A mutation in one copy of the gene SFT in tomato increases fruit yield by up to 60%, according to a report published this week in Nature Genetics. The study suggests that improved vigor in plants can result from single heterozygous mutations.
Heterosis, or hybrid vigor, is a well-known genetic phenomenon, which is characterized by increased vigor or other superior qualities in offspring from two parents that are genetically different. Heterosis has immense practical value and is widely applied in agriculture, as many crops are grown from hybrid seed. However, the genetic mechanisms underlying heterosis are not well understood.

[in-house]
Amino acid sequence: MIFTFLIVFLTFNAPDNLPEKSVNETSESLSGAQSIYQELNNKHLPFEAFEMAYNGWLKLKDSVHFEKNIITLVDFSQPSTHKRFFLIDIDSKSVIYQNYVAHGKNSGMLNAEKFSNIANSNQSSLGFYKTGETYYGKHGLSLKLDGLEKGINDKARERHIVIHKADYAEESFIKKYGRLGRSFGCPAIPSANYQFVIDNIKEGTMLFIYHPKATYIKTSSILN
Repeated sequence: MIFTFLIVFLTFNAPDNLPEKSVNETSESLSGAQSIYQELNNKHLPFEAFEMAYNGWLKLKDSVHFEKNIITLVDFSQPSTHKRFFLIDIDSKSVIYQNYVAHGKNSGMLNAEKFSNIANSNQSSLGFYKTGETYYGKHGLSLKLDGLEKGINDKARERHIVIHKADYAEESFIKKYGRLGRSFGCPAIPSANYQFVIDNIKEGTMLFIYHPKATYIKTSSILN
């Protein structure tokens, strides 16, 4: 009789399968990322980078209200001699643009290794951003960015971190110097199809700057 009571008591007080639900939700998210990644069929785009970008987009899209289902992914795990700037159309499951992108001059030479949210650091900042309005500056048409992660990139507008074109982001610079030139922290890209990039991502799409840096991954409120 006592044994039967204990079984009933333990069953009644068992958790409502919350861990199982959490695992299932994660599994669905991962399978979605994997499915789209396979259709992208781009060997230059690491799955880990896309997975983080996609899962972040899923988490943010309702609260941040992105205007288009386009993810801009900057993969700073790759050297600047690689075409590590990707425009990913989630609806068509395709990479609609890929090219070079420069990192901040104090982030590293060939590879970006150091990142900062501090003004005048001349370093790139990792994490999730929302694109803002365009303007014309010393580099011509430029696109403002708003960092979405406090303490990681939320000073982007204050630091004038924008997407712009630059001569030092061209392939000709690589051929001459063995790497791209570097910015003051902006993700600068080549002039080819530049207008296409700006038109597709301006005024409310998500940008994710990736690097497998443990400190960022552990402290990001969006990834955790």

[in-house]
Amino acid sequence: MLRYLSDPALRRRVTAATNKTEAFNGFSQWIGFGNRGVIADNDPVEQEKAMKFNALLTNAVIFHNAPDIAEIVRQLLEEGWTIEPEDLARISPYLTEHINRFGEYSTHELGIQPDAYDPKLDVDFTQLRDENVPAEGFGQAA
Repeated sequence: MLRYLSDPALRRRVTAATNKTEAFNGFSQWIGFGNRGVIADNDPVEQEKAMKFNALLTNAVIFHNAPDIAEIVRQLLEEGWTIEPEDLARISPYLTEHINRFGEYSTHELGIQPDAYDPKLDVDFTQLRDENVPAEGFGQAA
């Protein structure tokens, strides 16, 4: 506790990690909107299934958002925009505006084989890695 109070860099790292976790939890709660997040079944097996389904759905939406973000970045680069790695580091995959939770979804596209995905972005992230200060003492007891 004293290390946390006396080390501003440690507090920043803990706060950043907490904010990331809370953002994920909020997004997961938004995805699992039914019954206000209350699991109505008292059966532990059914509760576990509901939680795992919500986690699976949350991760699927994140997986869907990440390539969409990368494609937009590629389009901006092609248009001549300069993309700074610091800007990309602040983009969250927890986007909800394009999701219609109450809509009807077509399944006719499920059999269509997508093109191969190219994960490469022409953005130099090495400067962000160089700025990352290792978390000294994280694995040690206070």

Zachary Lippman and colleagues find that mutation of just one copy of SFT leads to increased fruit yield in tomato. Plants were tested under diverse agricultural conditions and showed consistent increases in SFT hybrid plants.